Submitted to: Journal of Food Protection
Publication Type: Peer Reviewed Journal
Publication Acceptance Date: January 11, 2002
Publication Date: N/A
Interpretive Summary: Limiting the amount of Salmonella which gets onto chickens on the farm is essential in order to process chickens in a way that will always meet the Food Safety Inspection Service mandated standards. To implement effective interventions, it is necessary to know where the Salmonella is coming from. Previous studies have shown the importance reducing exposure of Salmonella to the young chick in the hatchery. This study looked earlier in the integrated production process and found that the Salmonella found from the previous grow-out environment and the hatchery to be the primary stains of Salmonella on the final processed carcass. Effective intervention strategies will need to be developed to address both of these critical control points.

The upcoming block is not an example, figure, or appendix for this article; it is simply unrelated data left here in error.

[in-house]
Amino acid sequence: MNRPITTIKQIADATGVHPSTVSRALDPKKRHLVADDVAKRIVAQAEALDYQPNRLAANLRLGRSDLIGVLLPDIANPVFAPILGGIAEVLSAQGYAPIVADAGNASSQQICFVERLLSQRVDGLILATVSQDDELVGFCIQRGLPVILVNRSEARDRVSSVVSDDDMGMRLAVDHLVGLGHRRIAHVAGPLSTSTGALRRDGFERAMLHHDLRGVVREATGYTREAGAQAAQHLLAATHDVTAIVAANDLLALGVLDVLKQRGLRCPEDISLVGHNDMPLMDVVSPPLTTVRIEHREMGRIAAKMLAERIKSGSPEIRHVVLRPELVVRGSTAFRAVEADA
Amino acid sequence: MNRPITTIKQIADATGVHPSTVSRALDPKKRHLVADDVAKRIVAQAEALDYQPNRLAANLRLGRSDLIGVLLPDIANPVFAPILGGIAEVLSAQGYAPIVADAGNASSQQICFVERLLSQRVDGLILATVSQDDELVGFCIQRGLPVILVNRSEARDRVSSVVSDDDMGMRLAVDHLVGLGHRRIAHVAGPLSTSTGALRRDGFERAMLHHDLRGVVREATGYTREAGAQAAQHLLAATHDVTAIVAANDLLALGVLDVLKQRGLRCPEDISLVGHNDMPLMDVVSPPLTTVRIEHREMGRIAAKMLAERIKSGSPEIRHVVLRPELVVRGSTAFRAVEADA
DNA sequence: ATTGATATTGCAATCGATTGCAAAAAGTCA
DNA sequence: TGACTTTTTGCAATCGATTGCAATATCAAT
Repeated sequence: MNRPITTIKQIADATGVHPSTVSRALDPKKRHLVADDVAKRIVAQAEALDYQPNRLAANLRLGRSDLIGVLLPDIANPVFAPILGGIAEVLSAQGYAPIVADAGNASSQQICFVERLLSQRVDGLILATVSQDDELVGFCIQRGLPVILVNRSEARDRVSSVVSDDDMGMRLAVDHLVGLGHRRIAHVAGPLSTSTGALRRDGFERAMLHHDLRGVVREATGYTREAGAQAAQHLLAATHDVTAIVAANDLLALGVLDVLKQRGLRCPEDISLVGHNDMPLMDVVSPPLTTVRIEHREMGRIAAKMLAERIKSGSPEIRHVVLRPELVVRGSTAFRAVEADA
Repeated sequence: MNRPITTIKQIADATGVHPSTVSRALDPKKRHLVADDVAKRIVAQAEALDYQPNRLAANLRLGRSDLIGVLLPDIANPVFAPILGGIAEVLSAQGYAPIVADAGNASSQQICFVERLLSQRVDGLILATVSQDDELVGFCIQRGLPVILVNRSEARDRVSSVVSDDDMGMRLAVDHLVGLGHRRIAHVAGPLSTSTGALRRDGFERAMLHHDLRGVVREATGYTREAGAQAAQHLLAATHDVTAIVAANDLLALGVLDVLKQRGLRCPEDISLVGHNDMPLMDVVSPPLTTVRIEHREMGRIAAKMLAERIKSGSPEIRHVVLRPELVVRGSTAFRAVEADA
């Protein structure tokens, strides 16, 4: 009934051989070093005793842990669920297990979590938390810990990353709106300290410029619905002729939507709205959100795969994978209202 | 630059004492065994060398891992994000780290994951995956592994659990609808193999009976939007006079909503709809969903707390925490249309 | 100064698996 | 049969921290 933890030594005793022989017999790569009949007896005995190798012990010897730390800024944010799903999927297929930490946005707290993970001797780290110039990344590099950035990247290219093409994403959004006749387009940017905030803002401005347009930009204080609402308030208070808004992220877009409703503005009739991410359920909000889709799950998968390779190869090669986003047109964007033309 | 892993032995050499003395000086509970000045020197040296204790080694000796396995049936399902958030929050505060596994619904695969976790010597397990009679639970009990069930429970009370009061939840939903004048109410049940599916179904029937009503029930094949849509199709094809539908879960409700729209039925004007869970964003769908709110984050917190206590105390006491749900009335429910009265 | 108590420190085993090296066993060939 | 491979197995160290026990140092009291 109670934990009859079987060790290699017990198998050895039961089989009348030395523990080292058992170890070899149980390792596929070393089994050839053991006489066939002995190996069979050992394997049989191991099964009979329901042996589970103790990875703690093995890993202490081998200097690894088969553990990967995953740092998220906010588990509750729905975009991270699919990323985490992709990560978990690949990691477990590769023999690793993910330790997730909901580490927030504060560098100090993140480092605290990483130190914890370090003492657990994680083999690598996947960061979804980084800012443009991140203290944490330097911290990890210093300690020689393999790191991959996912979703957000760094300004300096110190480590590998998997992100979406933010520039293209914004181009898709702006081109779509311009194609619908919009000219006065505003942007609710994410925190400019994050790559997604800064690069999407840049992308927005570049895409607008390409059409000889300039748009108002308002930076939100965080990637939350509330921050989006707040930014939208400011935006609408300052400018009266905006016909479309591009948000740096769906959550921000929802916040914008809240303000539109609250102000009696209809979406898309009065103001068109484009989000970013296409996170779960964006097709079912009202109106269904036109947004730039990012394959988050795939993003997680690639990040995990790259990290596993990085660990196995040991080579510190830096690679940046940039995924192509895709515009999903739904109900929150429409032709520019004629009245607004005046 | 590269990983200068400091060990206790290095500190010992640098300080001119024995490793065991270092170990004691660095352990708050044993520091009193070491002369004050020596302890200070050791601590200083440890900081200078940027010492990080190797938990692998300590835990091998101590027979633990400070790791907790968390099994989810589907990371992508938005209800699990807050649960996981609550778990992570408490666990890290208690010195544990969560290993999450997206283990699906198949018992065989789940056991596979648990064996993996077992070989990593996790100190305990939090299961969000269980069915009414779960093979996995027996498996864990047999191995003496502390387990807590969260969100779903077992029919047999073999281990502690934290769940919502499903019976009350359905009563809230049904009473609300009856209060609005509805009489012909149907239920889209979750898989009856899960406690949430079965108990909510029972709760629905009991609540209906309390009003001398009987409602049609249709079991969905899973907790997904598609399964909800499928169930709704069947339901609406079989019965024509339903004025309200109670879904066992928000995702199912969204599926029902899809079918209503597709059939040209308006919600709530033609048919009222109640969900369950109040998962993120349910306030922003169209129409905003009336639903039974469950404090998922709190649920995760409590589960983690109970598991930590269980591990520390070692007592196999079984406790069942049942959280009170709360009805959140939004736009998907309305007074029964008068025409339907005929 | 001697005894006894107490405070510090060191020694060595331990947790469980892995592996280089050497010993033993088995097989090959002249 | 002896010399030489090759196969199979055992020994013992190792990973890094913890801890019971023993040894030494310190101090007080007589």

Technical Abstract: The widespread presence of Salmonella in all phases of broiler chicken production and processing is well documented. However, little information is available to show the identity and movement of specific serotypes of Salmonella through the different phases of an integrated operation. In this study, samples were collected from the breeder farm, hatchery, previous grow-out flock, during grow-out, and after processing. Salmonella were recovered from 6, 98, 24, 60 and 7 % of the samples in the first trial and from 7, 98, 26, 22, and 36 % of the samples in the second trial, respectfively. Seven different serotypes were identified in the first trial and 12 different serotypes were identified in the second trial. In both trials there was a poor correlation between the serotypes found from the breeder farms and those found in the hatchery. This and the fact that similar serotypes were found in the hatchery in both trials suggests that there was an endemic population of Salmonella in the hatchery. An association between the serotypes found in the hatchery and those found on the final processed carcasses was observed in both trials. This study confirms that development of successful intervention strategies for broiler production operations must have a component which emphasizes disinfection in the hatchery.